Nano or not nano?

There are some disagreements among scientists, regulators and inventors on whether some technologies are truly ‘nano’ or not. Academic research has become very competitive and researchers can see a direct benefit from using the “nano” prefix, which suggests innovative and disruptive aspects, and may facilitate funding or publication process. However, many nano-products can be seen as the result of continuous developments in formulation technologies. A good example is the term nanoemulsion used to designate emulsions with a droplet size that can overlap and often exceed that of microemulsions, which are on the market for several decades.58 In this context, nano-enabled innovations should not be treated separately nor pursued independently from non-nano innovations. For instance, more collaborations between nano communities with those that have worked on the development of slow release formulations up to now would be beneficial. Very small particles are likely to release their cargo very fast under field conditions and they may not be ideal for sustained release over time. Nanotechnology can help designing larger particles that are nanostructured. The theories, synthesis and characterisation methods developed in the nano-community can be applied to increase understanding and performances, and to advance technology generally. Conventional and nano advancements in agrotechnology clearly overlap and we would benefit from working at these intersections and building synergies. The “nano” label then becomes obsolete.

Conclusions and recommendations

Improvements of our food systems are urgently needed to increase worldwide food security, reduce malnutrition, and reduce the environmental footprint of agriculture. The gains in productivity and in efficiency brought by novel technological developments such as those associated with nanotechnology are not always competitive relative to the gains achieved by improvements in existing agronomic practices. Nano-enabled products presented so far were mainly developed to suit regions with a positive food balance, and where productivity and food wastage are high. In this context, nano-enabled tools are unlikely to replace existing tools, but they can clearly enhance and complement them and should be considered together.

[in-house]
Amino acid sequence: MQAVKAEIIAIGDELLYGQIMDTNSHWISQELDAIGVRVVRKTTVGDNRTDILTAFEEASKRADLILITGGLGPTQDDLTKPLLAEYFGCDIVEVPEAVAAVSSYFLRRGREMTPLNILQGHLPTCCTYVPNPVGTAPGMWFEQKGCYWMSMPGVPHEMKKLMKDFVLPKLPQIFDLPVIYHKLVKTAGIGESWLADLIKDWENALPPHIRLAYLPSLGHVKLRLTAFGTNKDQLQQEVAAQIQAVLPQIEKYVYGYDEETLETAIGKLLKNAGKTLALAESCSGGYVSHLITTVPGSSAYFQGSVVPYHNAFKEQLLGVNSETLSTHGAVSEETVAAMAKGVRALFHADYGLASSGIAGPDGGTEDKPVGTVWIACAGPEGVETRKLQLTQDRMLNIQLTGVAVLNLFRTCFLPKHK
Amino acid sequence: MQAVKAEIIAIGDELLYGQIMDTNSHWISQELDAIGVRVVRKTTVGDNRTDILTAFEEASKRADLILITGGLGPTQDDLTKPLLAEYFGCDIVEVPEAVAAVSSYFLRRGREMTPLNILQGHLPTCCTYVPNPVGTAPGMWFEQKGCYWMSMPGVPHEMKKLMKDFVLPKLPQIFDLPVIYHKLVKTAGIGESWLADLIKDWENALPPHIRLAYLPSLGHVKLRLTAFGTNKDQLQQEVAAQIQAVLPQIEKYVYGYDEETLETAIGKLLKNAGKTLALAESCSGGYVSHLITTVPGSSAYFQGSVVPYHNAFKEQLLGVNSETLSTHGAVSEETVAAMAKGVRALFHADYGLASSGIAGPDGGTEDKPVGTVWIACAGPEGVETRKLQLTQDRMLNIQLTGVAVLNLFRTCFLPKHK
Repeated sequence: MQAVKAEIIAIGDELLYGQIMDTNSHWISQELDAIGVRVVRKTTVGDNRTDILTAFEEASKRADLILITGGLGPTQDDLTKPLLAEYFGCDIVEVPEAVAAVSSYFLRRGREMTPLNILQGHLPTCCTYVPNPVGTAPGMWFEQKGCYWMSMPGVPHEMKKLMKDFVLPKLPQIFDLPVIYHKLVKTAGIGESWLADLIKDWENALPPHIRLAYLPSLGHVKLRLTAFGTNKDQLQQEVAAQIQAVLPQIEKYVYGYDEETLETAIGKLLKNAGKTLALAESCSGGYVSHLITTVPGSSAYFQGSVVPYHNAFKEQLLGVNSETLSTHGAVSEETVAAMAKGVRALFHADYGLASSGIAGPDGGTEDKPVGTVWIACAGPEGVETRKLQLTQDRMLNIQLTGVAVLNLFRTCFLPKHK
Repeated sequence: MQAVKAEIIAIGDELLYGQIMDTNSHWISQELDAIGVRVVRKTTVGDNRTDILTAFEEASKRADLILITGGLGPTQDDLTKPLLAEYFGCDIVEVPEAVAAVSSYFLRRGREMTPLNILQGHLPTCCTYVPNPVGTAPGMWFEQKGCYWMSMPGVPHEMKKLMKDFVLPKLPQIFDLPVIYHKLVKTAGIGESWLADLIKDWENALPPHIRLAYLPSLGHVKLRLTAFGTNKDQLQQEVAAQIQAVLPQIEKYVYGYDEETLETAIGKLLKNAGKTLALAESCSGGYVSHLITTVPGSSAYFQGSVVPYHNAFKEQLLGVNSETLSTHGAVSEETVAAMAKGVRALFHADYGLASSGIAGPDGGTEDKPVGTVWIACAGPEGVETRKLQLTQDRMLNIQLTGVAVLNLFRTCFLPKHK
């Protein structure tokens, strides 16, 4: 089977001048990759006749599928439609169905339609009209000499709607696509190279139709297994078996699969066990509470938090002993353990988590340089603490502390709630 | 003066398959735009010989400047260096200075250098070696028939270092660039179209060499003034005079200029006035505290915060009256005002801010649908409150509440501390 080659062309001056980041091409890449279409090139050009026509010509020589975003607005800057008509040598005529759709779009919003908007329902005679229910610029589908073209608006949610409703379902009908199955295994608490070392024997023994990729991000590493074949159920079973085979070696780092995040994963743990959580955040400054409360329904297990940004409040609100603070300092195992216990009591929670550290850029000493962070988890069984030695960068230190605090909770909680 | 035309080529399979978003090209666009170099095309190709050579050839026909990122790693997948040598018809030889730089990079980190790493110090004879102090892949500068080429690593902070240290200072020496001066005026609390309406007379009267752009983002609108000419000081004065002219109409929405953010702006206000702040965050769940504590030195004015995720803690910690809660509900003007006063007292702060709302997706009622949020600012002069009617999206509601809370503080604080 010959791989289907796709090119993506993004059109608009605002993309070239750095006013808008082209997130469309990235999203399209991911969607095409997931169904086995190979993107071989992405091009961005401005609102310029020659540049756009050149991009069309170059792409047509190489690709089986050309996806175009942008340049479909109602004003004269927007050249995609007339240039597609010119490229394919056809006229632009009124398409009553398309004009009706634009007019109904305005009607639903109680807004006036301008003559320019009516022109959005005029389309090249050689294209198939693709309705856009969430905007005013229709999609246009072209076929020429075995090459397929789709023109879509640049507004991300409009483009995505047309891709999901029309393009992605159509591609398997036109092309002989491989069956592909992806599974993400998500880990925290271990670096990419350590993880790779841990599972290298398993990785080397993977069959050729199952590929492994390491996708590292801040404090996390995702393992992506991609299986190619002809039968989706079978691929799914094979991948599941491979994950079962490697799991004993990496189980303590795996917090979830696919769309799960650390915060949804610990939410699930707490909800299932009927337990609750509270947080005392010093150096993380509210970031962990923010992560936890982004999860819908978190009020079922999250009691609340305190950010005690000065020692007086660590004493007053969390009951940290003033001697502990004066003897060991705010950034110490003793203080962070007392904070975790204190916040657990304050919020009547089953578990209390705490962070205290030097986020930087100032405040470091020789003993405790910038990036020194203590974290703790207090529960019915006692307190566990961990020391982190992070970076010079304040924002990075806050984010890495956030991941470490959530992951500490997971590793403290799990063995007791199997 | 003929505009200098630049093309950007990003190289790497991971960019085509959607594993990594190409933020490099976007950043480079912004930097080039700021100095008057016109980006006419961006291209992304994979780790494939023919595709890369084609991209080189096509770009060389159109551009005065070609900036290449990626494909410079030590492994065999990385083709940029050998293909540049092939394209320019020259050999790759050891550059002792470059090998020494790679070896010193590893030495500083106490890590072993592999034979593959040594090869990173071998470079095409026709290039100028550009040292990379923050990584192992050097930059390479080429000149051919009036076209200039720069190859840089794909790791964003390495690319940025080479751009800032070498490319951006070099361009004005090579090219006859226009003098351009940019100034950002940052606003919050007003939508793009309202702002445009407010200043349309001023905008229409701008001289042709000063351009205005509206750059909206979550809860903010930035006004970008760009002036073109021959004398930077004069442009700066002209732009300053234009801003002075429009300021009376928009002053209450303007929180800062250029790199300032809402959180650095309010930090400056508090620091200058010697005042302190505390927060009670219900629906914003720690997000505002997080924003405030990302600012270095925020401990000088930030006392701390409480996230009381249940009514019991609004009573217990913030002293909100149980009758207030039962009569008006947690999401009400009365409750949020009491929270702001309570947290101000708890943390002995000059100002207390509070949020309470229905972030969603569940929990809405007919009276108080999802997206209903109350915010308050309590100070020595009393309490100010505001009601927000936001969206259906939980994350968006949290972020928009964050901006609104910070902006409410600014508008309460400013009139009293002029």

The potential applications and impacts of nanotechnology in agriculture are highly context-dependent and generic solutions are unlikely to solve the current challenges faced globally. More nano-solutions should be developed with a specific objective and context in mind (i) to address the challenges currently faced by growers, (ii) to ensure cost competitivity in an industry with small profit margins, and (iii) to pro-actively address the risks of regulatory and public rejection. There is a need to align the innovations in nano-enabled agrochemicals with the specific yield constraints and needs of the regions marred with low productivities and with greater margin for improvement. Specific initiatives are needed to facilitate targeted nano-technological solutions for such regions.

Products aiming to achieve higher yields should be tested under relevant field conditions, in particular if they aim at improving production in regions where practices are poor, and where pedo-climatic conditions are unfavourable and variable. When the aim is to reduce reliance on currently used agrochemicals, both technological development and improvement of agronomic practices should be considered concurrently. Nanotechnology can benefit agriculture both directly (e.g. increasing yields, reducing the use of chemicals) as well as indirectly (e.g. reduced energy demand at various step of the food production). Assessing the potential negative impacts on ecosystems and human health is also essential while considering the whole life cycle of the technological development. Current high concerns about sustainability and food security are fully justified. More strategic and interdisciplinary research is thus urgently needed to support technological innovation that will contribute to achieving more economically and environmentally sustainable food production at the global scale.

Conflicts of interest

There are no conflicts to declare.

Acknowledgements

We acknowledge the support from IUPAC via projects on nano-enabled pesticides.